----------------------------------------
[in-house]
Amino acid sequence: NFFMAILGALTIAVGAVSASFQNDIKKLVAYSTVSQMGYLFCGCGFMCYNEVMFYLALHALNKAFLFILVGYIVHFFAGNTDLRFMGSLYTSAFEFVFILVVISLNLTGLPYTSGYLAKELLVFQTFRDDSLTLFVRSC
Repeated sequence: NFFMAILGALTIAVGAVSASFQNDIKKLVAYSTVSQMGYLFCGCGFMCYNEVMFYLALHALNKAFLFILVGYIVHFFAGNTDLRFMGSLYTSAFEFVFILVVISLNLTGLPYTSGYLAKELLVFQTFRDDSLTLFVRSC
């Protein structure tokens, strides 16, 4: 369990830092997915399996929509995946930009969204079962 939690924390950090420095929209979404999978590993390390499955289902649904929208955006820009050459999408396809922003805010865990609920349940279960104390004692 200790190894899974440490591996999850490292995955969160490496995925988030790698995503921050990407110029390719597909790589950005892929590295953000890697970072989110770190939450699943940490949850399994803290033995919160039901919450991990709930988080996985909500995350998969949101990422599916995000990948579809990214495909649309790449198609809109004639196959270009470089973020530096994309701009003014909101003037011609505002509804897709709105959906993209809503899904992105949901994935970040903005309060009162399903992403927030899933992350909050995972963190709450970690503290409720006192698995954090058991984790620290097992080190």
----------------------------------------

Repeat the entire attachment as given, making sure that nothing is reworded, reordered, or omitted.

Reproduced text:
[in-house]
Amino acid sequence: NFFMAILGALTIAVGAVSASFQNDIKKLVAYSTVSQMGYLFCGCGFMCYNEVMFYLALHALNKAFLFILVGYIVHFFAGNTDLRFMGSLYTSAFEFVFILVVISLNLTGLPYTSGYLAKELLVFQTFRDDSLTLFVRSC
Repeated sequence: NFFMAILGALTIAVGAVSASFQNDIKKLVAYSTVSQMGYLFCGCGFMCYNEVMFYLALHALNKAFLFILVGYIVHFFAGNTDLRFMGSLYTSAFEFVFILVVISLNLTGLPYTSGYLAKELLVFQTFRDDSLTLFVRSC
């Protein structure tokens, strides 16, 4: 369990830092997915399996929509995946930009969204079962 939690924390950090420095929209979404999978590993390390499955289902649904929208955006820009050459999408396809922003805010865990609920349940279960104390004692 200790190894899974440490591996999850490292995955969160490496995925988030790698995503921050990407110029390719597909790589950005892929590295953000890697970072989110770190939450699943940490949850399994803290033995919160039901919450991990709930988080996985909500995350998969949101990422599916995000990948579809990214495909649309790449198609809109004639196959270009470089973020530096994309701009003014909101003037011609505002509804897709709105959906993209809503899904992105949901994935970040903005309060009162399903992403927030899933992350909050995972963190709450970690503290409720006192698995954090058991984790620290097992080190």